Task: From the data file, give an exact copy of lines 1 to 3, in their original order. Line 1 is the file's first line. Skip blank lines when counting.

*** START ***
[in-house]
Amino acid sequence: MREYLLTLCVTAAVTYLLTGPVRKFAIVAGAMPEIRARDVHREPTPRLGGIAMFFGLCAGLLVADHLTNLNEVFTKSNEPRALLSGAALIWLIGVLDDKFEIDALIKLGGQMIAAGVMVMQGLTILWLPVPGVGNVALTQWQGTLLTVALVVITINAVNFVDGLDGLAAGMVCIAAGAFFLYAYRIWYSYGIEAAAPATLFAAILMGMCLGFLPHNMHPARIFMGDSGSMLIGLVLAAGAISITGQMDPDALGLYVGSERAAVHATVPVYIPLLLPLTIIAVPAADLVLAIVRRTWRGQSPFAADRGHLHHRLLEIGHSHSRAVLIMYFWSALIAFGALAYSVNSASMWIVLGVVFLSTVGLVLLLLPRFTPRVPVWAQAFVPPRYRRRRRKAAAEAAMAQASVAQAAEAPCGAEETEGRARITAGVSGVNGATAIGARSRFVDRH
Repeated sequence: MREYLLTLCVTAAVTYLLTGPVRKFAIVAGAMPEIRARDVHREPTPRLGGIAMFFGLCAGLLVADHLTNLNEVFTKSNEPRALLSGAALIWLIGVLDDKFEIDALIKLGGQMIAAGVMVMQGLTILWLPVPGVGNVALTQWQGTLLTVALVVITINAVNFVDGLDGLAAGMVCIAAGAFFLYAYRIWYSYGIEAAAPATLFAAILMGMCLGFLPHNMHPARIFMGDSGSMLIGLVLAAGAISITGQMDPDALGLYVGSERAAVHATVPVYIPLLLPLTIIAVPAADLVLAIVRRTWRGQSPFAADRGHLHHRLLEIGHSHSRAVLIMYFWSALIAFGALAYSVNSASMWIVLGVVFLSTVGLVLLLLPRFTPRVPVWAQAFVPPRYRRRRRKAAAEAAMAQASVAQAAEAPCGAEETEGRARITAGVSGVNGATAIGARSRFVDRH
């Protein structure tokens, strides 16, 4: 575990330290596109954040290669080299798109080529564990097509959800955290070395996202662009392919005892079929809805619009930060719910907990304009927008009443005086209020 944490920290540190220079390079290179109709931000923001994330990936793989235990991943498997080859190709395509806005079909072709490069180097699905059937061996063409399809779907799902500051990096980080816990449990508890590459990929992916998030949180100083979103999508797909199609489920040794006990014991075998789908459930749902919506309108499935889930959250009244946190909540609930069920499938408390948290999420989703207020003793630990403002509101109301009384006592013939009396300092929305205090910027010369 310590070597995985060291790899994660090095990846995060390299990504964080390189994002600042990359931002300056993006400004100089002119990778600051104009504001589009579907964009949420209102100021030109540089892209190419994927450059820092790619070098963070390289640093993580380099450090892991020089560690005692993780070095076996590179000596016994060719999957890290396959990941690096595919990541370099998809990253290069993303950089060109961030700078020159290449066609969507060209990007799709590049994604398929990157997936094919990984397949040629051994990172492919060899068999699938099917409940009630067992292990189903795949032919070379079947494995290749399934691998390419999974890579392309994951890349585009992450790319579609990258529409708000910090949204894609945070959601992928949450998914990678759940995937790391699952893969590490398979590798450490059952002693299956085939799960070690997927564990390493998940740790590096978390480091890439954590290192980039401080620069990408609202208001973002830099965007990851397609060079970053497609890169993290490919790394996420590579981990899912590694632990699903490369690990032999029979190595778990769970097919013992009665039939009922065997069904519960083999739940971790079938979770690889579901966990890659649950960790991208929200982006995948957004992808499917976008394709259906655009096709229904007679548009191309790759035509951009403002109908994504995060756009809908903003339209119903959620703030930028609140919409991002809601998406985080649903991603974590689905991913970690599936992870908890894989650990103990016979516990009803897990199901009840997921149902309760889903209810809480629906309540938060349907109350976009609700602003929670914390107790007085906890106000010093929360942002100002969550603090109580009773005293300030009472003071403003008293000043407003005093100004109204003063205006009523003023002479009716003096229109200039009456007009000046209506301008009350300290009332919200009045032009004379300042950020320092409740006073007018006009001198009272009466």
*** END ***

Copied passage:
[in-house]
Amino acid sequence: MREYLLTLCVTAAVTYLLTGPVRKFAIVAGAMPEIRARDVHREPTPRLGGIAMFFGLCAGLLVADHLTNLNEVFTKSNEPRALLSGAALIWLIGVLDDKFEIDALIKLGGQMIAAGVMVMQGLTILWLPVPGVGNVALTQWQGTLLTVALVVITINAVNFVDGLDGLAAGMVCIAAGAFFLYAYRIWYSYGIEAAAPATLFAAILMGMCLGFLPHNMHPARIFMGDSGSMLIGLVLAAGAISITGQMDPDALGLYVGSERAAVHATVPVYIPLLLPLTIIAVPAADLVLAIVRRTWRGQSPFAADRGHLHHRLLEIGHSHSRAVLIMYFWSALIAFGALAYSVNSASMWIVLGVVFLSTVGLVLLLLPRFTPRVPVWAQAFVPPRYRRRRRKAAAEAAMAQASVAQAAEAPCGAEETEGRARITAGVSGVNGATAIGARSRFVDRH
Repeated sequence: MREYLLTLCVTAAVTYLLTGPVRKFAIVAGAMPEIRARDVHREPTPRLGGIAMFFGLCAGLLVADHLTNLNEVFTKSNEPRALLSGAALIWLIGVLDDKFEIDALIKLGGQMIAAGVMVMQGLTILWLPVPGVGNVALTQWQGTLLTVALVVITINAVNFVDGLDGLAAGMVCIAAGAFFLYAYRIWYSYGIEAAAPATLFAAILMGMCLGFLPHNMHPARIFMGDSGSMLIGLVLAAGAISITGQMDPDALGLYVGSERAAVHATVPVYIPLLLPLTIIAVPAADLVLAIVRRTWRGQSPFAADRGHLHHRLLEIGHSHSRAVLIMYFWSALIAFGALAYSVNSASMWIVLGVVFLSTVGLVLLLLPRFTPRVPVWAQAFVPPRYRRRRRKAAAEAAMAQASVAQAAEAPCGAEETEGRARITAGVSGVNGATAIGARSRFVDRH